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Within LTS Haskell 10.3 (ghc8.2.2)

base Data.List The sort function implements a stable sorting algorithm. It is a special case of sortBy, which allows the programmer to supply their own comparison function. Elements are arranged from from lowest to highest, keeping duplicates in the order they appeared in the input.
sort :: Ord a => NonEmpty a > NonEmpty a
base Data.List.NonEmpty Sort a stream.

base GHC.OldList The sort function implements a stable sorting algorithm. It is a special case of sortBy, which allows the programmer to supply their own comparison function. Elements are arranged from from lowest to highest, keeping duplicates in the order they appeared in the input.
sort :: ByteString > ByteString
bytestring Data.ByteString O(n) Sort a ByteString efficiently, using counting sort.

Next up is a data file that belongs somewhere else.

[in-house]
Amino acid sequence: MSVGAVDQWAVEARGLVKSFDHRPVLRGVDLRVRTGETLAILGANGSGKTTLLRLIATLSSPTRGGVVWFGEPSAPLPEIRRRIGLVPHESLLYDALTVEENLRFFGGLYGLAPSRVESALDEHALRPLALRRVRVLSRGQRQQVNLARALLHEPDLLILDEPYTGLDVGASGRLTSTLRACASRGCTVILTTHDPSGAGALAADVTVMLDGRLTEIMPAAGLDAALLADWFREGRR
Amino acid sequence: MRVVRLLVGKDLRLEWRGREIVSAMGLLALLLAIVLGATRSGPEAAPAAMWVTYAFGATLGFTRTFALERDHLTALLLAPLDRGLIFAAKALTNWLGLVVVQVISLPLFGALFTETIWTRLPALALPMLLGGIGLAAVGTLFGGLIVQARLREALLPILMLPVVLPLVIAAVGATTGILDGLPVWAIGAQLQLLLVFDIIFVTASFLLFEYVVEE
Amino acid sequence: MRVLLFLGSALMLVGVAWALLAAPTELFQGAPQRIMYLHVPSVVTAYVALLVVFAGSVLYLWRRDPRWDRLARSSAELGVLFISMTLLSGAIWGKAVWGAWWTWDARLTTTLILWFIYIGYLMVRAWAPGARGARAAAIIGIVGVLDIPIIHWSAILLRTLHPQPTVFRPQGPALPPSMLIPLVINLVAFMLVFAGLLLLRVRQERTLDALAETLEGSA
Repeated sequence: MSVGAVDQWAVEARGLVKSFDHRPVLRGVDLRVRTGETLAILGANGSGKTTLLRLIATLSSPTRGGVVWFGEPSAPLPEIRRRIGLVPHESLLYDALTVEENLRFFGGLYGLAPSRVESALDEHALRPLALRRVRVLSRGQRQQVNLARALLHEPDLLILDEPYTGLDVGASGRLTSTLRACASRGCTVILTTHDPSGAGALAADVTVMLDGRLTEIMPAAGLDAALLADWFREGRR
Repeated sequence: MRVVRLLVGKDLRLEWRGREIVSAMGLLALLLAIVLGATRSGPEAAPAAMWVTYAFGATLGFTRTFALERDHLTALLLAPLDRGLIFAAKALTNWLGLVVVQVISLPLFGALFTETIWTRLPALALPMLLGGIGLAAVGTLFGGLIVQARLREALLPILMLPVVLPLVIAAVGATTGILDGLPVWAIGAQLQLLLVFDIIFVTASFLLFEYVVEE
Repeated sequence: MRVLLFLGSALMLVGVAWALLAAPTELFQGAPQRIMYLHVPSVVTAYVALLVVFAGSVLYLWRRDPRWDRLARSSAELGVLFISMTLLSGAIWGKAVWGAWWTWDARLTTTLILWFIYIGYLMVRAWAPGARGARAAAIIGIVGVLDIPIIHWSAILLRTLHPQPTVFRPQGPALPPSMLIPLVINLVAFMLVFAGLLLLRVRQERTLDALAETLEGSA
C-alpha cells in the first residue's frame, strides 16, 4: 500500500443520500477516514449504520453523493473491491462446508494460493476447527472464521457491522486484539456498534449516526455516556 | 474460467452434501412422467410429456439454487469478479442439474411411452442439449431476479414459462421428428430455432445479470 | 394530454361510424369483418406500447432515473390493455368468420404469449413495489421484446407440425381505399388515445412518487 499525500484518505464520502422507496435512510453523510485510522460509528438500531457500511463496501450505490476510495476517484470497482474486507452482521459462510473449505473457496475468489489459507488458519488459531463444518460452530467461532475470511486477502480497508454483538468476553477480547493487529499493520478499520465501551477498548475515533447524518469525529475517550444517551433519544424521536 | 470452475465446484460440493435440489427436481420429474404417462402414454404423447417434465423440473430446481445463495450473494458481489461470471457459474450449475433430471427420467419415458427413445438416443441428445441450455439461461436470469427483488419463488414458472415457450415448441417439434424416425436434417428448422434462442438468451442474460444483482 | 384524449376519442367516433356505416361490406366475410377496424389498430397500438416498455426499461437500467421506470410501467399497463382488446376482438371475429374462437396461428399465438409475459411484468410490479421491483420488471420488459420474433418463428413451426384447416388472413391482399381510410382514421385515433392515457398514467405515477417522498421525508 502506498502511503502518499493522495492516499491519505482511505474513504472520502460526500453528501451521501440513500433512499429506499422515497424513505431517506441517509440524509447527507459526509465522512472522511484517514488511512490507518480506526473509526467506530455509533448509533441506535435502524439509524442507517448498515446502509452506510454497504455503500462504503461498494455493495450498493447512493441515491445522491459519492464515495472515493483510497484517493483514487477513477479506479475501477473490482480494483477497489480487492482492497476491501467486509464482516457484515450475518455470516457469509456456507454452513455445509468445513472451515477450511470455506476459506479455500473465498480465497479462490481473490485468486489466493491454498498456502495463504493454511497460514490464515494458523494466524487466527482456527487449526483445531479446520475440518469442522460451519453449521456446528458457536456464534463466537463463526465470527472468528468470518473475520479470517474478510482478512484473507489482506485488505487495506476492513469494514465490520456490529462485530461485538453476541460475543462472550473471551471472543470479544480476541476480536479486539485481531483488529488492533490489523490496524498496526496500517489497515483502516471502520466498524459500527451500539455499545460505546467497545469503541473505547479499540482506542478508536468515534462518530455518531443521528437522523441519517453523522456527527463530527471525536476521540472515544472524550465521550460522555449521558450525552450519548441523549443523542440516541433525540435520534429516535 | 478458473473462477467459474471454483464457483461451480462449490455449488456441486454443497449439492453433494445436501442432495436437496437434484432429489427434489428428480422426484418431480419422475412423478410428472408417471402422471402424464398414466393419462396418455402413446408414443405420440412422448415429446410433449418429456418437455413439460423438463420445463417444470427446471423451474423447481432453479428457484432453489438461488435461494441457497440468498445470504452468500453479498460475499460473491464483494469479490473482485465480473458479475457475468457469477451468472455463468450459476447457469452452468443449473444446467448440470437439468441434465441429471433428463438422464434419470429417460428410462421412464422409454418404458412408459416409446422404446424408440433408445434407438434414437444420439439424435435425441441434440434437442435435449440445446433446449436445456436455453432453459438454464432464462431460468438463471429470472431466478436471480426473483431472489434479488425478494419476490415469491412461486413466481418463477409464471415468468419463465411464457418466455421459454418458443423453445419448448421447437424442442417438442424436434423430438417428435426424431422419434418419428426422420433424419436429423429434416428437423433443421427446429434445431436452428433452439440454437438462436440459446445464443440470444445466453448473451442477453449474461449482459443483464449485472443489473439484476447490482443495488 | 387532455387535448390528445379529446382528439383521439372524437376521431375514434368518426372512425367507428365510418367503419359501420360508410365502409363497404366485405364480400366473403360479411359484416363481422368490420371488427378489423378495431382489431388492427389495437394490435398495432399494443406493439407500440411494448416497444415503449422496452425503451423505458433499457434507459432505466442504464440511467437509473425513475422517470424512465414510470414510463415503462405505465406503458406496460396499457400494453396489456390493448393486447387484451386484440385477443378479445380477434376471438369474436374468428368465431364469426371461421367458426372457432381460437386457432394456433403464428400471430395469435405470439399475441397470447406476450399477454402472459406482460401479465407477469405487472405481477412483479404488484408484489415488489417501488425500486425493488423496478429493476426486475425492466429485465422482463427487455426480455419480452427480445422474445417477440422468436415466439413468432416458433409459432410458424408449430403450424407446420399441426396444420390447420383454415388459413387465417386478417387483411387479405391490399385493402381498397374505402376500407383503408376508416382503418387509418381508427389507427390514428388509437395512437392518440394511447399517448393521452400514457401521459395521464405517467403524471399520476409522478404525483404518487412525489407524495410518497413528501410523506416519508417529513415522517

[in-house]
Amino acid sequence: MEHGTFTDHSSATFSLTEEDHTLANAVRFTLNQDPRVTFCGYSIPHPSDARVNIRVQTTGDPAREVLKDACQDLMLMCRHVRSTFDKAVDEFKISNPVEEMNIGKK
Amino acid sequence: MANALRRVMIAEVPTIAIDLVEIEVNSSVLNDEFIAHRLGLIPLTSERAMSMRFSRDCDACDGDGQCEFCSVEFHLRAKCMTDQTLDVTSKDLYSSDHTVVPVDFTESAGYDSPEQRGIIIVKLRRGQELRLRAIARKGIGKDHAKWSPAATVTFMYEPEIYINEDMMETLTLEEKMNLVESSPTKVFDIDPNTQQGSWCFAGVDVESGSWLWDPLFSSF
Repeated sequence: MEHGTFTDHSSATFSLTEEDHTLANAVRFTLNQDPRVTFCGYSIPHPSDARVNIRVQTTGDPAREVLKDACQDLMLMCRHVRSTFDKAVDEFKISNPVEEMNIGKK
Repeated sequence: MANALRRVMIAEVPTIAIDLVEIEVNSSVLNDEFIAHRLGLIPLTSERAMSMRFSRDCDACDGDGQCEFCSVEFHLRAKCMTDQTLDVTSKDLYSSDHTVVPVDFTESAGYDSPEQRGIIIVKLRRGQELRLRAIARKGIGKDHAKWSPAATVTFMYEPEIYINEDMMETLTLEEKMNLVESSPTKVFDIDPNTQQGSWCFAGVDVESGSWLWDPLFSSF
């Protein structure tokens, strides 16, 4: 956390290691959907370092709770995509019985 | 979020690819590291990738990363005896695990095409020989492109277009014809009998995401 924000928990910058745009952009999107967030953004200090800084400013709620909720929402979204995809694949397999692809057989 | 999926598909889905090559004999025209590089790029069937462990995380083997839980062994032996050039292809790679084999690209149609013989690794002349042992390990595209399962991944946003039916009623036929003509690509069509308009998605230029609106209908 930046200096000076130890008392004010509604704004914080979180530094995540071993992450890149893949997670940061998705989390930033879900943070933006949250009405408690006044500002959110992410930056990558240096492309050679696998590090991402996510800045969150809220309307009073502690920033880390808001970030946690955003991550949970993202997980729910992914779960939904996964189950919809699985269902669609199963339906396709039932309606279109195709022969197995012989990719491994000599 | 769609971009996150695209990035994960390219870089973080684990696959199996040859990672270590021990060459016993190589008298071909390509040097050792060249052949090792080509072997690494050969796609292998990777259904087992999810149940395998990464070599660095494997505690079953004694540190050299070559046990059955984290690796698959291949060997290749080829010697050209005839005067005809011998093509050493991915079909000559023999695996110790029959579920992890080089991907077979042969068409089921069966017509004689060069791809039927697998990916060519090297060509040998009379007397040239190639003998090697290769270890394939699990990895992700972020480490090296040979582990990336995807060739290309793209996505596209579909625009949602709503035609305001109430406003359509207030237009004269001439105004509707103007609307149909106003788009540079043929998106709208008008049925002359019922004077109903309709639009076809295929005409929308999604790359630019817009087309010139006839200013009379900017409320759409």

sort :: ByteString > ByteString
bytestring Data.ByteString.Char8 O(n) Sort a ByteString efficiently, using counting sort.
sort :: Ord a => Seq a > Seq a
containers Data.Sequence O(n log n). sort sorts the specified Seq by the natural ordering of its elements. The sort is stable. If stability is not required, unstableSort can be considerably faster, and in particular uses less memory.
sort :: Ord a => Seq a > Seq a
containers Data.Sequence.Internal O(n log n). sort sorts the specified Seq by the natural ordering of its elements. The sort is stable. If stability is not required, unstableSort can be considerably faster, and in particular uses less memory.

Cabal Distribution.Compat.Prelude.Internal The sort function implements a stable sorting algorithm. It is a special case of sortBy, which allows the programmer to supply their own comparison function. Elements are arranged from from lowest to highest, keeping duplicates in the order they appeared in the input.
sort :: Ord b => (a > b) > [a] > [a]
utilityht Data.List.Key No documentation available.
sort :: (SemiSequence seq, Ord (Element seq)) => seq > seq
monotraversable Data.Sequences Sort a ordered sequence.
> sort [4,3,1,2] [1,2,3,4]
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